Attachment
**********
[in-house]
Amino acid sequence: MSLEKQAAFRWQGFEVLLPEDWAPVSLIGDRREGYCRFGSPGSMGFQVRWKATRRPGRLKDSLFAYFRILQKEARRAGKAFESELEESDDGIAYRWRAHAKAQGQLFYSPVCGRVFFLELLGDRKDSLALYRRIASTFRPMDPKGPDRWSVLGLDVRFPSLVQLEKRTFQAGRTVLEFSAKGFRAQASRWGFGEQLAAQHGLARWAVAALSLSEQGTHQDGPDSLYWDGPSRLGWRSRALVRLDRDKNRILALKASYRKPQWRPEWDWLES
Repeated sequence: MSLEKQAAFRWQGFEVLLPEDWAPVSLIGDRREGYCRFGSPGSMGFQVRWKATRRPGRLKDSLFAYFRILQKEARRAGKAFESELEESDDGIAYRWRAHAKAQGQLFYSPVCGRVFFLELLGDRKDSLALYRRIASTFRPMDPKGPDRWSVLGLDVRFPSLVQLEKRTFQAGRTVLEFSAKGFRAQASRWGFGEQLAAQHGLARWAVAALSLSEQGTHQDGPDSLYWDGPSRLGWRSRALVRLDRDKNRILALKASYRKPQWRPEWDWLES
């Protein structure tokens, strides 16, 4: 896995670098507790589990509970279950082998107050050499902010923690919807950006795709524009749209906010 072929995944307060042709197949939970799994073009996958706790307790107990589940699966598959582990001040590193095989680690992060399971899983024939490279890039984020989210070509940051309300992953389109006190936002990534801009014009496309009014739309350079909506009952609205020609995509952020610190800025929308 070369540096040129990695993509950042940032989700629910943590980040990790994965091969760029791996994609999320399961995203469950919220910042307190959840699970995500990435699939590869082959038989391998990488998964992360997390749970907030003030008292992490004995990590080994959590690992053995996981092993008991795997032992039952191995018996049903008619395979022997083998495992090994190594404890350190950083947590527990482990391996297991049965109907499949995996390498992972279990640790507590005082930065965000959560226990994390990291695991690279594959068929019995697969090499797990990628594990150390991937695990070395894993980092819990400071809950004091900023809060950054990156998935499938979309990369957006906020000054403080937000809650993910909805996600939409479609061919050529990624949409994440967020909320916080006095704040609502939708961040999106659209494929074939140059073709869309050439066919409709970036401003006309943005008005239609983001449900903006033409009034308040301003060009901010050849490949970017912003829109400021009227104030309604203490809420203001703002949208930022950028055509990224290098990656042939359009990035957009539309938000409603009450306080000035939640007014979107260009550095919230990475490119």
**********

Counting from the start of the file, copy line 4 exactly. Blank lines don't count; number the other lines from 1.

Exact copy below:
């Protein structure tokens, strides 16, 4: 896995670098507790589990509970279950082998107050050499902010923690919807950006795709524009749209906010 072929995944307060042709197949939970799994073009996958706790307790107990589940699966598959582990001040590193095989680690992060399971899983024939490279890039984020989210070509940051309300992953389109006190936002990534801009014009496309009014739309350079909506009952609205020609995509952020610190800025929308 070369540096040129990695993509950042940032989700629910943590980040990790994965091969760029791996994609999320399961995203469950919220910042307190959840699970995500990435699939590869082959038989391998990488998964992360997390749970907030003030008292992490004995990590080994959590690992053995996981092993008991795997032992039952191995018996049903008619395979022997083998495992090994190594404890350190950083947590527990482990391996297991049965109907499949995996390498992972279990640790507590005082930065965000959560226990994390990291695991690279594959068929019995697969090499797990990628594990150390991937695990070395894993980092819990400071809950004091900023809060950054990156998935499938979309990369957006906020000054403080937000809650993910909805996600939409479609061919050529990624949409994440967020909320916080006095704040609502939708961040999106659209494929074939140059073709869309050439066919409709970036401003006309943005008005239609983001449900903006033409009034308040301003060009901010050849490949970017912003829109400021009227104030309604203490809420203001703002949208930022950028055509990224290098990656042939359009990035957009539309938000409603009450306080000035939640007014979107260009550095919230990475490119």